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A ladder scoring system for online/mobile games
Scoring systems are an important component to online
games, introducing a competitive element that keeps
gamers coming back. Current scoring systems have
problems, however. For example, high-score lists tend
favor cheaters and those who attain freak high scores
with consistent skill. These lists also become stale
and discourage new players. "Frenemy" systems help
with this problem, but there is very little permanence in
this system and no deep sense of unseating a challenger.
Borrowing from sports, I think a modified ladder system
would work well for computer games. Players move up in
the ladder heirarchy by challenging someone in the next
tier. When a challenge is issued, each player would play
and their scores would be compared. If the challenger
wins, the challenger and the defender switch tiers. This
keeps the game fresh and helps compare skill instead of
just scores. Because the system is so dynamic, players
will want to return to either defend their title, or
they think that have a real chance of getting high in the
Here's how it would work:
1) The ladder would be composed of an infinite number
tiers. The top 10 tiers would only have 1 slot each, the
remaining 20 tiers with have a 2^N exponentially
increasing number of slots each. Eg: tier 11 would have
slots, tier 12 would have 4 slots, tier 13 would have 8
2) As players enter the tier system, they automatically
take the first available empty slot. The first player to
every play would take the top tier when they start, and
millionth player to join would start at tier 29. Initially,
the tops tiers would be very imbalanced, but competition
would quickly remedy this. With a few hundred active
players, it would take just a few days to bubble stronger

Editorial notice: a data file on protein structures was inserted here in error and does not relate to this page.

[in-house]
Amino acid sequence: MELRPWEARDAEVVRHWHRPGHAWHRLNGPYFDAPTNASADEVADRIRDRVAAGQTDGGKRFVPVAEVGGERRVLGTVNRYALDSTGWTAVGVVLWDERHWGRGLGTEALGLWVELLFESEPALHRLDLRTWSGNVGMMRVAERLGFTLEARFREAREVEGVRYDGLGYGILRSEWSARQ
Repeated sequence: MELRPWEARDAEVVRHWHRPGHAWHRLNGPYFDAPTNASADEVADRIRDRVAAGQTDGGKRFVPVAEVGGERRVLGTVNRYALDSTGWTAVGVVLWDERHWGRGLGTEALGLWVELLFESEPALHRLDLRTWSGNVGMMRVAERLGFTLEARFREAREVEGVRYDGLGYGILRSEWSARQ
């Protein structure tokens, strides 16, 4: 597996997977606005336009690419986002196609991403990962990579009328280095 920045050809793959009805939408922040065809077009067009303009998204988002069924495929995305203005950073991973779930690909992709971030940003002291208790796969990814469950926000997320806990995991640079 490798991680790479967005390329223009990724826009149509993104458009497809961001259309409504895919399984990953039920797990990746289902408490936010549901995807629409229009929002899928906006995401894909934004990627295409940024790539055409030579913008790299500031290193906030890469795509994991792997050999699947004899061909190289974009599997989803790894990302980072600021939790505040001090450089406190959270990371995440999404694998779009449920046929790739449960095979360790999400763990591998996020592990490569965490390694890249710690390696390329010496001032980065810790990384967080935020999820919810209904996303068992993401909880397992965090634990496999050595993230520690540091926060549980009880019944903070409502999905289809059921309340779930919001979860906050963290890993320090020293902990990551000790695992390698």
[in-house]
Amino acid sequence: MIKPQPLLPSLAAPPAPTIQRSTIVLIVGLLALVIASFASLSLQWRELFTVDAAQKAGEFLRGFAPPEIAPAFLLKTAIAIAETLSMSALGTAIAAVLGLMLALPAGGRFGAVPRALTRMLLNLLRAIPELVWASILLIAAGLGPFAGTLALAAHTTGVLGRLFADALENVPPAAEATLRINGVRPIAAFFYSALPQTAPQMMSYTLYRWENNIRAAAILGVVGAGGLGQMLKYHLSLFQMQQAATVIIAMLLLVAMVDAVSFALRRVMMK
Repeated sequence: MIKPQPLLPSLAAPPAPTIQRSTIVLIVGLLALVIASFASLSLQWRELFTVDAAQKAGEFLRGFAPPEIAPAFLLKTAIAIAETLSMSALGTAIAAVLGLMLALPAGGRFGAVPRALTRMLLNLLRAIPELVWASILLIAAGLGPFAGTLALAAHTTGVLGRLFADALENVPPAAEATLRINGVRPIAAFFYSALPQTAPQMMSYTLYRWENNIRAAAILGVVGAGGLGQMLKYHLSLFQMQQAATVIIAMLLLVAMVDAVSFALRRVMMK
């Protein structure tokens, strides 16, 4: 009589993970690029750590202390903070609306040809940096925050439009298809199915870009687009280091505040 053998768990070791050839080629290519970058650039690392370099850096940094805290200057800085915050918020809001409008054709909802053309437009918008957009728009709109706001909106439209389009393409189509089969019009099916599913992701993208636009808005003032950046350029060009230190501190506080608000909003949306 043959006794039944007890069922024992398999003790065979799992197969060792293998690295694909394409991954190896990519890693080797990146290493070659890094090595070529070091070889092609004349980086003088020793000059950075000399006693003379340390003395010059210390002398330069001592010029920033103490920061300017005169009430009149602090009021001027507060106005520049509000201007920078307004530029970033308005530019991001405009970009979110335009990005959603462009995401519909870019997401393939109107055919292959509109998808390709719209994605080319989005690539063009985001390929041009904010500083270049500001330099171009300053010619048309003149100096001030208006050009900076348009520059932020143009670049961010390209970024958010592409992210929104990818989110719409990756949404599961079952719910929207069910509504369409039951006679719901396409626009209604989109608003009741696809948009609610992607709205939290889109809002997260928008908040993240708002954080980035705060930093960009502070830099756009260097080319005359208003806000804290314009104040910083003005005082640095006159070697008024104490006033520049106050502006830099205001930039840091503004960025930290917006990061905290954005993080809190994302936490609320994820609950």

players to the top.
3) A player can play normally with no effect on the tier
system, or they can challenge a person on the next tier.
At this point, they play the game and the score is
recorded. The person on the next tier has a time limit
respond - maybe 24 hours. If they don't respond, they
forfeit. If they do respond, they play the game, and
score is recorded. The person with the highest score is
the winner. If the challenger wins, they exchange tiers
with the person they challenged.
Advantages of this system:
- Constant, balanced competition
- A balanced incentive to keep playing
- emphasis on skill over score
- Always opportunities to unseat and have the good
of moving up.
- simple to implement
||//The ladder would be composed of an infinite number of tiers. The top 10 tiers would..., the remaining 20 tiers ...// Your definition of "infinite" makes me feel really, really old. But it's a relief that it wouldn't take quite so long to start at the bottom and work up.
||It's not so much a ladder as a pyramid - with a stepladder at the top.
||How does this stop cheaters? Wouldn't they just "bubble up" with their fake scores?
||Assuming that all players are active - probably approximately true for all but the bottom tier - for each tier below the ladder, players will have to defend their standing in twice as many games as they get advancement challenges.
And what happens if they want to challenge to progress but have already been challenged? Either they're barred from progressing until they've fended off the challenge, or they may be in the situation of winning the promotion but failing the relegation match. Similarly for the converse situation.